David Draiman is never one to be at a loss for words, and when we pinned the Disturbed frontman down for this month’s interview, it was no exception. Currently on the road previewing the Sept. 20 release of their long-anticipated third album, Ten Thousand Fists, Disturbed-Draiman, guitarist Dan Donegan and drummer Mike Wengren, and “hired gun” bassist John Moyer [ex-Union Underground]—are preparing to drop a sonic depth charge, a rapturous pinnacle of metallic roots, melodic sensibilities, and exhilarating fury. “We’ve just been feeling more aggressive,” said Draiman of the album. “We’ve been angrier, and wanting to get a little bit more brutal, and that’s what this album is reflecting.” What the frontman revealed in our interview, is equally brutal in honesty, from his take on the current war in Iraq, to Moyer’s role as the band’s bassist, to his surprisingly candid take on women and relationships. Remember The Sickness? It’s back—Ten Thousand Fists strong, and growing stronger with every passing day…
MAXIMUM INK: While Believe had more of an classic metal feel to it, Ten Thousand Fists is definitely a return to the stylistic approach of The Sickness.
DAVID DRAIMAN: This record seems to fuse our favorite elements of both—Some of the more aggressive, staccato nature of some of the songs on The Sickness, the darker vibe of The Sickness, with some of the more complex, and still intensely melodic elements that came out in Believe. It seems to take those, and kind of inject them with steroids, if you will. Overall, I think this is the most aggressive of the three, and definitely the most difficult, in terms of range and complexity, and pushing ourselves as musicians. It wasn’t necessarily a conscious effort, it’s just we’re our experiences led us. I’m very proud of the record.
INK: You’re being very ambitious with the touring with this release. Most bands, the trend is to do an initial tour in clubs they’re technically too big to play, and whet people’s appetites. You’re going bigger from the outset.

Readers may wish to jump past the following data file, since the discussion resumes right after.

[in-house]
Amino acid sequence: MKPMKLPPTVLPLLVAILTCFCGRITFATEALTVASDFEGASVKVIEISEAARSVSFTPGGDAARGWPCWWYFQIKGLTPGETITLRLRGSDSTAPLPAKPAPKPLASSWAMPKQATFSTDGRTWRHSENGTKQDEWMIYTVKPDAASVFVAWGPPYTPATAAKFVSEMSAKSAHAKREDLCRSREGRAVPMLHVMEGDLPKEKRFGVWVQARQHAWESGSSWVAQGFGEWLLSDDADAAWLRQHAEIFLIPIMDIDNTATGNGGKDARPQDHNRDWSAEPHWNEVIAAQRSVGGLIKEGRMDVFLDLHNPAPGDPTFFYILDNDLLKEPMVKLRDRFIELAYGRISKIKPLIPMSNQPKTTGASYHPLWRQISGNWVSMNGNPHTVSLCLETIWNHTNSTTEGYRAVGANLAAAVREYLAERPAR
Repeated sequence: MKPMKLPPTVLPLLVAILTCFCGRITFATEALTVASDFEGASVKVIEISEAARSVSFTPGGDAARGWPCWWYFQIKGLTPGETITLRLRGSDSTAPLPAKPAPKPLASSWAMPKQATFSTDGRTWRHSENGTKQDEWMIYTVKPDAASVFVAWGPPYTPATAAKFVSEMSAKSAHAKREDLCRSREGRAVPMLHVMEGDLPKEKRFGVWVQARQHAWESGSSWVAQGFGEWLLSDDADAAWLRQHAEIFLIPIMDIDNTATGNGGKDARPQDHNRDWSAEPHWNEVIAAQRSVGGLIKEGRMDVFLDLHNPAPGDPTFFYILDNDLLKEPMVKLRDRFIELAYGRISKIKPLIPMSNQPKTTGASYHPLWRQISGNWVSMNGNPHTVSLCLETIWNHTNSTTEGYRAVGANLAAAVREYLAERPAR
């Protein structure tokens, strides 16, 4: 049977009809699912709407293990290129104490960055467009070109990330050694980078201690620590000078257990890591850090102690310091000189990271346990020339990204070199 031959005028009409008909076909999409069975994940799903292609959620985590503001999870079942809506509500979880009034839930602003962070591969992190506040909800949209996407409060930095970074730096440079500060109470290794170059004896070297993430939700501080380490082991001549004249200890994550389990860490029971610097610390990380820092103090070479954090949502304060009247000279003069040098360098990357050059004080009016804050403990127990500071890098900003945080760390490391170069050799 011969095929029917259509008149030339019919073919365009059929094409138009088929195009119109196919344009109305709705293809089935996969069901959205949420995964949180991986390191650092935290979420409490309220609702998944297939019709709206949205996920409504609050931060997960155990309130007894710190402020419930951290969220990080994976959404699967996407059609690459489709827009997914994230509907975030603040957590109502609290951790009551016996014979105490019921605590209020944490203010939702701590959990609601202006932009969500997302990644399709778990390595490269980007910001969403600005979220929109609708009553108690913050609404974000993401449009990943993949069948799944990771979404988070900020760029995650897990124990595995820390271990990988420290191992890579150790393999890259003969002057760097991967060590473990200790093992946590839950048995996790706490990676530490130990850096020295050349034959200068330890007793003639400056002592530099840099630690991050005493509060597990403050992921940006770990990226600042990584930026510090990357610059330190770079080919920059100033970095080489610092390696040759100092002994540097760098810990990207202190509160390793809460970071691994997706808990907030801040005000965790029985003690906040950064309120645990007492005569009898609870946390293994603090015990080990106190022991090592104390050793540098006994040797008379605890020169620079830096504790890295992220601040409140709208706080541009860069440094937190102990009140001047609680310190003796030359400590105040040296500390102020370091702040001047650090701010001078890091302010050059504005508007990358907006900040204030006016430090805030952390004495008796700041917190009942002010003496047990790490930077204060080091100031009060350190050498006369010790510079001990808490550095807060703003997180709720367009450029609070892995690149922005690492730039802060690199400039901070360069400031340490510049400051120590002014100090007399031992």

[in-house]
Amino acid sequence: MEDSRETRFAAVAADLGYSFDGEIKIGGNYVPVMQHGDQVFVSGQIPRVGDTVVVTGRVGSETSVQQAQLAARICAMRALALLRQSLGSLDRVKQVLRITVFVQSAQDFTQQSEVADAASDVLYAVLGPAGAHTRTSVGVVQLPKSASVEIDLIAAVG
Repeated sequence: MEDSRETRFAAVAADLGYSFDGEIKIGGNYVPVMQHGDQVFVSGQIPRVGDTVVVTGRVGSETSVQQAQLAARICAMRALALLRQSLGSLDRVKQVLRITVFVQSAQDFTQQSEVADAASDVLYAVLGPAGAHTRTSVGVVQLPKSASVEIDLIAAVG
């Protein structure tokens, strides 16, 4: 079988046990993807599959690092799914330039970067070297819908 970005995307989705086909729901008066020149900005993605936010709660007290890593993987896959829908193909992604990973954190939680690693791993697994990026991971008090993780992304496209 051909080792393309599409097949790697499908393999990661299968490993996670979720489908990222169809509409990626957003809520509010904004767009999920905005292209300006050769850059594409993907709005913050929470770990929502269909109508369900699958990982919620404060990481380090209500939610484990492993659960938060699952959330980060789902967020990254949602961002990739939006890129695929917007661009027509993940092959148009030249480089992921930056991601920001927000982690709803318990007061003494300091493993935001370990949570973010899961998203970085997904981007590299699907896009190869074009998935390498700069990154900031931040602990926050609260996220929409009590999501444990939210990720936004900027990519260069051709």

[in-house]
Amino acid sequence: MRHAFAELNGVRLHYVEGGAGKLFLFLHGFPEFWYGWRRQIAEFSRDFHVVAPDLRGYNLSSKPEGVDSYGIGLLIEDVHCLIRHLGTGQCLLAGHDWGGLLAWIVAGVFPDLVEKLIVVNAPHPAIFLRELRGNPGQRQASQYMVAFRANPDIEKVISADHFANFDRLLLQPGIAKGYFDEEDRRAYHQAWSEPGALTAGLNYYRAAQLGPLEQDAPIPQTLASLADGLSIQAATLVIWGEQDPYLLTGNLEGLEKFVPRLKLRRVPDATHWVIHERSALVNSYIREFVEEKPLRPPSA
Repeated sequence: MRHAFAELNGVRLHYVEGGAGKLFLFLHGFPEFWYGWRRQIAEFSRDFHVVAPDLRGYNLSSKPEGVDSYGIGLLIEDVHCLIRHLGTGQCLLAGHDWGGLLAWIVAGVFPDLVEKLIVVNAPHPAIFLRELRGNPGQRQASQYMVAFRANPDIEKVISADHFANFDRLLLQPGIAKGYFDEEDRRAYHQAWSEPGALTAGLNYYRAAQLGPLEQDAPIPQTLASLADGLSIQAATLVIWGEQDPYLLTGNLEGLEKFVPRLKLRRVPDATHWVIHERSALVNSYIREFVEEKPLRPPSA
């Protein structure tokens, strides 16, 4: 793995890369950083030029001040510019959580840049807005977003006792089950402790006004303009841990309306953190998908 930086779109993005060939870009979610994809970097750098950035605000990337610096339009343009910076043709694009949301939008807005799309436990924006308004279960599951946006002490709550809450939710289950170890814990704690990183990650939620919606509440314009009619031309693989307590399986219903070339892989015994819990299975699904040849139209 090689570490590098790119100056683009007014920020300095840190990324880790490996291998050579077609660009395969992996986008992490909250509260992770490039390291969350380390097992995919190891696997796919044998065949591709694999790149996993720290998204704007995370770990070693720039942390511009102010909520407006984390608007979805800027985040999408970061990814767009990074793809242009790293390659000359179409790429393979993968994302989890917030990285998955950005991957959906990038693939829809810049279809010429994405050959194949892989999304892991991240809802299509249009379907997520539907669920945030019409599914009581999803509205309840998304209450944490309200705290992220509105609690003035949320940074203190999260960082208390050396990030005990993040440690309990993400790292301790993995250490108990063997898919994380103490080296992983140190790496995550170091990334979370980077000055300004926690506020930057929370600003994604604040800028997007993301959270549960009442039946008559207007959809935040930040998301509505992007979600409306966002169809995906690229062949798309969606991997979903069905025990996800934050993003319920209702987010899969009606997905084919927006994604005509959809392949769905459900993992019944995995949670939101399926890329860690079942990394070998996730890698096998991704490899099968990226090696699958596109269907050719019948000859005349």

DD: We are keeping it kind of small, and that’s really the whole intention of this record, and our mindset—Doing about half a year’s worth of intimate venues, going back to where we came from, and if we have to do two or three nights to accommodate everybody, so be it. This initial run isn’t going to be like that, but the Jagermeister run, which will happen the beginning of November, will be multiple nights in smaller venues. That will be our first attempt to go back to intimacy—Not because we have to, but because we want to. This is a choice. We wanted to keep it intimate, make it tight, and go back to where we came from, giving people something really unique and really special. It’s about being able to feel their heat and their breath, and actually feel the resonance of your words being sung through their mouths. There’s so much about the small clubs that we miss, and there’s a great intimacy that you end up retaining, that stays with you.
INK: The focus becomes more personal, and less spectacle. There’s more of a connection…
DD: And that’s the whole intention of the entire beginning of this record cycle. When we released “Guarded” to metal radio, college radio, and specialties, it was to whet people’s appetites and give back to our core. Believe took a stab at expansion, with the type of record that it was, and it happened at a time and environment that maybe wasn’t 100% receptive to it. Not that we’re looking to minimize what we’re doing, we’re looking to expand even more and hopefully make it an worldwide phenomenon, as opposed to something that’s been limited in the scope of its success to the United States, primarily. We really want to be as big as possible, just like every other band out there! [Laughing] We put our best foot forward, and in order to regain that intensity, spirit, angst and attitude, it’s good to go into smaller rooms.
INK: I want to call you metal, because I know you’ve got bands like Iron Maiden’s and Queensryche in your past. But you’re really more of a rock band. You’ve got more in common with a Queens Of The Stone Age or Foo Fighters than you do with, as you called them, the “Cookie Monster” bands.